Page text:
Fact #3 – Personal Liability for LLC Debts An owner of an LLC, who has guaranteed a debt of the LLC, has created an SE tax liability by that mere act. Signing-on for an LLC obligation flies in the face of the existence of the LLC in the first place; however, it may be necessary. By signing, that owner will have to pay SE tax on his/her LLC income – as well as income tax on his/her percent of the LLC income.
Fact #4 – Participation in LLC Management Having authority to sign contracts for the LLC will create an SE tax liability by that mere authority and that owner will have to pay SE tax on his/her LLC income – as well as income tax on his/her percent of the LLC income.
Fact #5 – Working in the Business for 500 Hours per Year Working in the business a little less than 10 hours a week is all that is required to create an SE tax liability; that owner will have to pay SE tax on his/her LLC income – as well as income tax on his/her percent of the LLC income.

Any one of Facts ##3, 4 or 5 will create an SE tax liability in an LLC member. An investor who doesn’t fit any of those categories will be exempt from the SE tax.

Fact #6 – One Owner/One Exempt Check/One Subject to SE Tax If an LLC is created to contain two (2) or more classes, where at least 20% of the ownership of one class is composed of investor-types (not in violation of Facts ##3, 4 or 5), a person can be in violation of Facts ##3, 4 or 5 yet still receive money from the LLC that is not subject to the SE tax – if s/he is also a member of that investor class. The payments from the LLC are merely apportioned between the amount considered to be return on investment (not subject to the SE tax) and the amount that is not (and is thereby subject to the SE tax).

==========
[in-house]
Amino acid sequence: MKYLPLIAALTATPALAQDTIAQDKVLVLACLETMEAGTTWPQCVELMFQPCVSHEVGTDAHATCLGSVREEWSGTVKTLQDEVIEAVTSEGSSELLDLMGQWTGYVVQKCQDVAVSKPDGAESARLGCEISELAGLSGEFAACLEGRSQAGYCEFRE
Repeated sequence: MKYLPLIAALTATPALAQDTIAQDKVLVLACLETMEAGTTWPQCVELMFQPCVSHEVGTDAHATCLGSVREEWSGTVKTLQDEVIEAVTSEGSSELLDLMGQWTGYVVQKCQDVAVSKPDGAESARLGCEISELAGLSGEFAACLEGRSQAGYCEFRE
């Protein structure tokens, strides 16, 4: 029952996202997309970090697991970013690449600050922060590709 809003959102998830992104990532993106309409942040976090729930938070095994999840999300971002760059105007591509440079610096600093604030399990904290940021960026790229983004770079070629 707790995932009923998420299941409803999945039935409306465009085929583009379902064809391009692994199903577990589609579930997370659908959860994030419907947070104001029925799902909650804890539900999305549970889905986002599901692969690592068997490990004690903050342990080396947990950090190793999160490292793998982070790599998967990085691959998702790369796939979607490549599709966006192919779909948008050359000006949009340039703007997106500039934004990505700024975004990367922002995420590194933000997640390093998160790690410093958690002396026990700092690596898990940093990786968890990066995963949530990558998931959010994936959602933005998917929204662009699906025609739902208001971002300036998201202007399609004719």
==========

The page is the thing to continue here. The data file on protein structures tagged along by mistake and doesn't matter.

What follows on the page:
Fact #7 – Member-Managed LLCs and the SE Tax There is no way to escape the SE tax for an owner in a single class Member-Managed LLC (i.e., one that has only one class and is run by the owners). The “fix” for that problem is to amend the LLC to call for a second class and rely on Internal Revenue Service Proposed Regulation § 1.1402(a)(h)(3) which allows a person to be both a general partner (SE taxable) and a limited partner (not SE taxable) at the same time, thereby allowing a reasonable percentage of the money received from the LLC to be classified as return on investment.

For partners running several businesses at the same time (or having several different locations of the same business, with each location run by a different partner), it is possible to set up several LLCs where only the managing partner (for a location) is considered to have received 100% SE taxable income from that location; all other partners could be treated as investors.

Fact #7 – Manager-Managed LLCs and the SE Tax By definition, a Manager-Managed LLC has at least two classes: one for the managers and one for the non-managers. However, not all LLC operating agreements are explicit in describing the classes. They should be, however, to provide the protection to the investor / non-manager class members in order to shield them from SE tax on their LLC distributions.
Summary Beware the SE tax, you who operate your businesses as LLCs.

ABOUT THE AUTHOR: William A. Taylor, attorney at law, does business as “THE BUSINESS LAWYERS.” He can be reached at (510) 893-9465